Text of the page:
WE HONOR YOU
THE VETERANS from the CLASSES OF 1963
Accola, John V.
Adolphson, David W.
Adolphson, Douglas G
Bane, James D., Jr.
Bishop, Oliver R. II
Brady, David G.
Brown, Jack P.
Bullington, R. Lee
Campbell, Michael L.
Chatfield, Elvin R. Jr.
Cook, Robert M.
Cox, Jarrell P.
Daniels, Dale A.
Danielson, Ronald L.
Flannery, Nick, Jr.
Forrest, Craig A.
Forwalder, Melvin C.
Fox, Gary L.
Gannon, Stephen A.
Gersib, John A.
Godfroy, Joseph L.
Green, William K.
Greenwood, Stanley J.
Hall, Raymond S.
Hardersen, Gerald L. (Gerry)
Harrington, William M. Jr
Howe, Gary R.
BRAVERY - SERVICE
Huffaker, Larry D.
Issacs, David E.
Kinkade, Cheryl A. (Voss)
Marlow, James W., Jr.
McClellan, Ted G.
McDonald, Richard A.
McGuire, Phyllis J.
McKelvey, Gene W.
Miller, Christopher H.
Myers, Jon C.
Nehrling, Richard J. (Rick)
Nonnweiler, Gerald L.
O'Hare, William O., Jr.
Pendry, Stephen R.
Peterson, Donald G.
Rapp, Donald L.
Redd, Ernest S., III
Roxroat, Harold W., Jr.
Ritchie, Richard M.
Runner, Alan J.
Seward, Dennis F.
Smith, Bradley E.
Stoneking, Robert J.
Thomas, Bruce R.
Valentine, Charles D.
Wadden, Steven D.
Wilson, Dennis H.
We will always be indebted to you and your family for your service to us and our country.
Looking in the Rearview Mirror
By Dale Daniels on July 29, 2023
When we look into our rearview mirror, we have witnessed unbelievable advancements in this world in our lifetime!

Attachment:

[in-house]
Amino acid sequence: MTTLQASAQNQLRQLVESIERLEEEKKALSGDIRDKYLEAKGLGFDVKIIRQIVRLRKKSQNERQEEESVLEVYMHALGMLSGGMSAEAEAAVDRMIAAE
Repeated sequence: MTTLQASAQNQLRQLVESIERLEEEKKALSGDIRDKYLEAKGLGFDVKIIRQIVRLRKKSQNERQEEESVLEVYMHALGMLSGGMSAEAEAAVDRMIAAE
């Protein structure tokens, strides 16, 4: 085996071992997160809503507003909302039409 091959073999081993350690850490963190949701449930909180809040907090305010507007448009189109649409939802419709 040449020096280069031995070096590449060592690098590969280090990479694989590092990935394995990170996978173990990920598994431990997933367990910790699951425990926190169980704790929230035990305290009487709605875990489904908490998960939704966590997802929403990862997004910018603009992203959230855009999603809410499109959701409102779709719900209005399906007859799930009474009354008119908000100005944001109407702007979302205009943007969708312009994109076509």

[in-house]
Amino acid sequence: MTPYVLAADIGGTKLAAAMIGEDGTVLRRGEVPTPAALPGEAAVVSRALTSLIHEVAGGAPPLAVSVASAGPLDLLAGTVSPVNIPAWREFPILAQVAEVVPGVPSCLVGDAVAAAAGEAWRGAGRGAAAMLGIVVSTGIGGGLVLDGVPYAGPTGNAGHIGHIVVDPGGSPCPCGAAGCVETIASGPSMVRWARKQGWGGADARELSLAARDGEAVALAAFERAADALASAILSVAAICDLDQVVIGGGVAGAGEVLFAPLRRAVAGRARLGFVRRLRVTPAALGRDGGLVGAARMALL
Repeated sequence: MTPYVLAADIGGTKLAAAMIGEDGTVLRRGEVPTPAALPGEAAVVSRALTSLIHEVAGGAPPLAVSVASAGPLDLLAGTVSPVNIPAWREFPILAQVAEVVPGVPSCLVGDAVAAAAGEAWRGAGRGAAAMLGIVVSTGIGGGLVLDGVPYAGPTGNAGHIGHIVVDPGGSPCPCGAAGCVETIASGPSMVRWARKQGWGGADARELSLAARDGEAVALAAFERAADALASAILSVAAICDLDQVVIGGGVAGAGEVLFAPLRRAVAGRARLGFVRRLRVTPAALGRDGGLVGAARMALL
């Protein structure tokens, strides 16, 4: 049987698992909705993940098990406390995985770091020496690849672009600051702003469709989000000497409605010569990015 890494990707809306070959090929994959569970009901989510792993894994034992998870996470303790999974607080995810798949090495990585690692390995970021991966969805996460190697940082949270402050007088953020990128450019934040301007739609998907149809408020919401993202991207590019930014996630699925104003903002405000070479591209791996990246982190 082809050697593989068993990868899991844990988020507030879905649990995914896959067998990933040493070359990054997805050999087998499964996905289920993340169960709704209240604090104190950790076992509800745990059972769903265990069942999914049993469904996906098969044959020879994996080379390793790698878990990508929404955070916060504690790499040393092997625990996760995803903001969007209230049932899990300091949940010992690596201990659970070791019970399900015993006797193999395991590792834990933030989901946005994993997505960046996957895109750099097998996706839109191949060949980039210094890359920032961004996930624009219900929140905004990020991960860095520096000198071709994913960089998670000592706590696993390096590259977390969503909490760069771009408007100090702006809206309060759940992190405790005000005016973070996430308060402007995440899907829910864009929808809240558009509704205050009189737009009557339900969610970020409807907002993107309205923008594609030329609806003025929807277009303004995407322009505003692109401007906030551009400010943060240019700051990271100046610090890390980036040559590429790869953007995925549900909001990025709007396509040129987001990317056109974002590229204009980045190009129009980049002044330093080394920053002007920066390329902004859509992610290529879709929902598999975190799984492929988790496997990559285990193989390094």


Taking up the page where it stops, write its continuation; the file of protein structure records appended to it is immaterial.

When you think about our time in history and take a look back, it’s very interesting. We were born at the end of World War II, and that was probably because Uncle Sam had released 12 million GI’s who had been deployed at the end of the war and were heading home.
Then about the time we started kindergarten, the USA was involved in another conflict; the Korean War that involved nearly 2 million American soldiers who served.
Flash forward to the beginning of 1963!
The news coming out of DC in the early part of ’63 was that we did not have any fighting troops in Vietnam, only some advisors but by the end of 1963, the news had changed and there were around 17,000 soldiers in Nam fight what many have said, their civil war! The number of troops there would swell to around 500K by ’67, ’68 and ’69. Finally, our presence in Vietnam ended in ’75 with the fall of Saigon.
Perhaps you have been to DC and touched the black granite wall that carries the names of the 48,310 young men who died and the names of eight young women who were nursing the wounded. Nearly 70% of the names on the wall were just 22 or younger. 8,283 were 19 and 33,103 were 18 years old, 12 were 17 years old, 5 were 16 years young and PFC Dan Bullock was just 15 years young when he died in combat on his very first day. But he wasn’t the only soldier to die on his very first day. There were 996 other soldiers who became eligible to have their names inscribed on that wall.